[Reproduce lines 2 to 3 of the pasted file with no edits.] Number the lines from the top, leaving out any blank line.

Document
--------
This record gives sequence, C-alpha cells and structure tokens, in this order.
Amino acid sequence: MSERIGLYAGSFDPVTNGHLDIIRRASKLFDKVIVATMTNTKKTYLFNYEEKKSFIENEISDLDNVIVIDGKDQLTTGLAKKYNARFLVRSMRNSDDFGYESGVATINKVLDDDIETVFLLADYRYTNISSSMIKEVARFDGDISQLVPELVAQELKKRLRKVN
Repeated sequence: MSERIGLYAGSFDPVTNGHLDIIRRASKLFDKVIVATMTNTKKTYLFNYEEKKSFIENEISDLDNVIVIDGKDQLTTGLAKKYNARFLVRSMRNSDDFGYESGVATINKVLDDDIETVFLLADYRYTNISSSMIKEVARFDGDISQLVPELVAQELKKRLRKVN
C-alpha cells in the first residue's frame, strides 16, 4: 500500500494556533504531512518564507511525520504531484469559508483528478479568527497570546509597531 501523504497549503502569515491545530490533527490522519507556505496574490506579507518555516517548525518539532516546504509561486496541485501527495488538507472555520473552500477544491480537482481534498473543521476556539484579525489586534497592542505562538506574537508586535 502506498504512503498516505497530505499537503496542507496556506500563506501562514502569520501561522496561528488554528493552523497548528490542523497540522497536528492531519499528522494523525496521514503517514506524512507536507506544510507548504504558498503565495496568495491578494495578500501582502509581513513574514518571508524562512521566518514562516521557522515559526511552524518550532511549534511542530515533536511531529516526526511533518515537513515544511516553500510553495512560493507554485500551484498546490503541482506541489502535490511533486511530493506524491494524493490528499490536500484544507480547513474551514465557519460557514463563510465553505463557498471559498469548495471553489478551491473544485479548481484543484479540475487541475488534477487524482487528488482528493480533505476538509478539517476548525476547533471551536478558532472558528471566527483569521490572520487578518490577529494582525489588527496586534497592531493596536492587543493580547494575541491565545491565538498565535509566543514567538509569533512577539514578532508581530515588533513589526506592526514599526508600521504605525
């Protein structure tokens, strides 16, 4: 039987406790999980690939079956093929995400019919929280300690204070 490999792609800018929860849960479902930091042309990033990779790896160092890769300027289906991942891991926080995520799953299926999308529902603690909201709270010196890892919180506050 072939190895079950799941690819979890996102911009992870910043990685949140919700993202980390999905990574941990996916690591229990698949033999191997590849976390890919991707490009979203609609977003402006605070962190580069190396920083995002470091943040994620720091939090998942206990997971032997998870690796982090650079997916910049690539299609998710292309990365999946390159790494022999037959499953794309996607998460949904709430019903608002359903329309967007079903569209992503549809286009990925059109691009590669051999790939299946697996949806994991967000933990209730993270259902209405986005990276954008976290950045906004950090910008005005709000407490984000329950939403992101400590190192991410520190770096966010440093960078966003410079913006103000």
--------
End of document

Amino acid sequence: MSERIGLYAGSFDPVTNGHLDIIRRASKLFDKVIVATMTNTKKTYLFNYEEKKSFIENEISDLDNVIVIDGKDQLTTGLAKKYNARFLVRSMRNSDDFGYESGVATINKVLDDDIETVFLLADYRYTNISSSMIKEVARFDGDISQLVPELVAQELKKRLRKVN
Repeated sequence: MSERIGLYAGSFDPVTNGHLDIIRRASKLFDKVIVATMTNTKKTYLFNYEEKKSFIENEISDLDNVIVIDGKDQLTTGLAKKYNARFLVRSMRNSDDFGYESGVATINKVLDDDIETVFLLADYRYTNISSSMIKEVARFDGDISQLVPELVAQELKKRLRKVN